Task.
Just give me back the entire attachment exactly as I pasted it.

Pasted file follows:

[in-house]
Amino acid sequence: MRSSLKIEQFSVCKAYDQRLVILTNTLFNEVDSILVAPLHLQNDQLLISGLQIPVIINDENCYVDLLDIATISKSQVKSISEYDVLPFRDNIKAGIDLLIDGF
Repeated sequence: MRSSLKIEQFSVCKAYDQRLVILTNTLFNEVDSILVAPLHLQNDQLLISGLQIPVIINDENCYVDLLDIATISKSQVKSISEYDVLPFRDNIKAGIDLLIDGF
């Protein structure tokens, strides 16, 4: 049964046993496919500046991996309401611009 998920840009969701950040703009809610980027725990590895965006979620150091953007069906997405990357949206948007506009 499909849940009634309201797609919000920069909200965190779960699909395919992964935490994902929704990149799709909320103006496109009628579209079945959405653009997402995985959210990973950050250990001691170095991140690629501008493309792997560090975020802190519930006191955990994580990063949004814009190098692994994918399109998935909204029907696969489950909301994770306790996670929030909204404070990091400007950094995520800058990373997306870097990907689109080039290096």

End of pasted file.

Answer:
[in-house]
Amino acid sequence: MRSSLKIEQFSVCKAYDQRLVILTNTLFNEVDSILVAPLHLQNDQLLISGLQIPVIINDENCYVDLLDIATISKSQVKSISEYDVLPFRDNIKAGIDLLIDGF
Repeated sequence: MRSSLKIEQFSVCKAYDQRLVILTNTLFNEVDSILVAPLHLQNDQLLISGLQIPVIINDENCYVDLLDIATISKSQVKSISEYDVLPFRDNIKAGIDLLIDGF
């Protein structure tokens, strides 16, 4: 049964046993496919500046991996309401611009 998920840009969701950040703009809610980027725990590895965006979620150091953007069906997405990357949206948007506009 499909849940009634309201797609919000920069909200965190779960699909395919992964935490994902929704990149799709909320103006496109009628579209079945959405653009997402995985959210990973950050250990001691170095991140690629501008493309792997560090975020802190519930006191955990994580990063949004814009190098692994994918399109998935909204029907696969489950909301994770306790996670929030909204404070990091400007950094995520800058990373997306870097990907689109080039290096």